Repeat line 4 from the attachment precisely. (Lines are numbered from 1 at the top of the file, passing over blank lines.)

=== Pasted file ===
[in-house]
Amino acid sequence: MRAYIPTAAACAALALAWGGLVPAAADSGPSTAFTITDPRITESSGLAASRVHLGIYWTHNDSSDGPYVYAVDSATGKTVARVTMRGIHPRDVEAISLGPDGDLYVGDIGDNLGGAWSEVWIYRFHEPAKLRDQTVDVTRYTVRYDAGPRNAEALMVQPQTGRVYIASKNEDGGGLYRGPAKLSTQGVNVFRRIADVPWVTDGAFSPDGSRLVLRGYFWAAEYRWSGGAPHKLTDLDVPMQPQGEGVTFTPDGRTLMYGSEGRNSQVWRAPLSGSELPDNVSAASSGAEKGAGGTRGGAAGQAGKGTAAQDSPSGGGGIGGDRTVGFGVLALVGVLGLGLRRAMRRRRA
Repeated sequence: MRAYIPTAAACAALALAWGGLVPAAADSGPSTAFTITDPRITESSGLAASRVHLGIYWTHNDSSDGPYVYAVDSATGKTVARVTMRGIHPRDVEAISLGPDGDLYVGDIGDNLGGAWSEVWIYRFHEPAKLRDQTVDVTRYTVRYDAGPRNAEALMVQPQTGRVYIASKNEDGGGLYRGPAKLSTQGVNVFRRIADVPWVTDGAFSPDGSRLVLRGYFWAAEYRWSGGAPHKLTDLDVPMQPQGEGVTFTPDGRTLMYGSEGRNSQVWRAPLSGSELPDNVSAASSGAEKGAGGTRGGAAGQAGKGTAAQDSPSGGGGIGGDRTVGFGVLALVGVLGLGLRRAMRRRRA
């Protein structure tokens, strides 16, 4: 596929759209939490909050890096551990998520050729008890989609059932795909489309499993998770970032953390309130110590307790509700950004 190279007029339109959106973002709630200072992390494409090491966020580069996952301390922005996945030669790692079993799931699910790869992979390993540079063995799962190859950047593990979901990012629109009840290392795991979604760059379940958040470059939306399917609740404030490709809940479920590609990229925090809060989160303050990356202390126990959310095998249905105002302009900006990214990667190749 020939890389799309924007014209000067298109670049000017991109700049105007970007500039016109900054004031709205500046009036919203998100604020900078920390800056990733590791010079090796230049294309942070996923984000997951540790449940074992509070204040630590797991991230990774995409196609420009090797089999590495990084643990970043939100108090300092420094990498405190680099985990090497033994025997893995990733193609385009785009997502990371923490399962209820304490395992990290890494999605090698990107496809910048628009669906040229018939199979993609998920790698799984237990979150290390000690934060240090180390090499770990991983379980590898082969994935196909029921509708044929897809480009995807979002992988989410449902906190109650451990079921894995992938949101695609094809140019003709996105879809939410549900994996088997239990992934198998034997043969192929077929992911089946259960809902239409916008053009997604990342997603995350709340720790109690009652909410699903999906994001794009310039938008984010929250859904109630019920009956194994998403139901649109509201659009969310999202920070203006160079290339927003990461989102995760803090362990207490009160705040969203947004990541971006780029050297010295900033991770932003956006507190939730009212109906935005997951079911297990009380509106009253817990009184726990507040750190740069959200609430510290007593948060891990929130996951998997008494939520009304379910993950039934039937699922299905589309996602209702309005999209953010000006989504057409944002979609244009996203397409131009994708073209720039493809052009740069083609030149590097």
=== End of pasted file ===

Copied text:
């Protein structure tokens, strides 16, 4: 596929759209939490909050890096551990998520050729008890989609059932795909489309499993998770970032953390309130110590307790509700950004 190279007029339109959106973002709630200072992390494409090491966020580069996952301390922005996945030669790692079993799931699910790869992979390993540079063995799962190859950047593990979901990012629109009840290392795991979604760059379940958040470059939306399917609740404030490709809940479920590609990229925090809060989160303050990356202390126990959310095998249905105002302009900006990214990667190749 020939890389799309924007014209000067298109670049000017991109700049105007970007500039016109900054004031709205500046009036919203998100604020900078920390800056990733590791010079090796230049294309942070996923984000997951540790449940074992509070204040630590797991991230990774995409196609420009090797089999590495990084643990970043939100108090300092420094990498405190680099985990090497033994025997893995990733193609385009785009997502990371923490399962209820304490395992990290890494999605090698990107496809910048628009669906040229018939199979993609998920790698799984237990979150290390000690934060240090180390090499770990991983379980590898082969994935196909029921509708044929897809480009995807979002992988989410449902906190109650451990079921894995992938949101695609094809140019003709996105879809939410549900994996088997239990992934198998034997043969192929077929992911089946259960809902239409916008053009997604990342997603995350709340720790109690009652909410699903999906994001794009310039938008984010929250859904109630019920009956194994998403139901649109509201659009969310999202920070203006160079290339927003990461989102995760803090362990207490009160705040969203947004990541971006780029050297010295900033991770932003956006507190939730009212109906935005997951079911297990009380509106009253817990009184726990507040750190740069959200609430510290007593948060891990929130996951998997008494939520009304379910993950039934039937699922299905589309996602209702309005999209953010000006989504057409944002979609244009996203397409131009994708073209720039493809052009740069083609030149590097």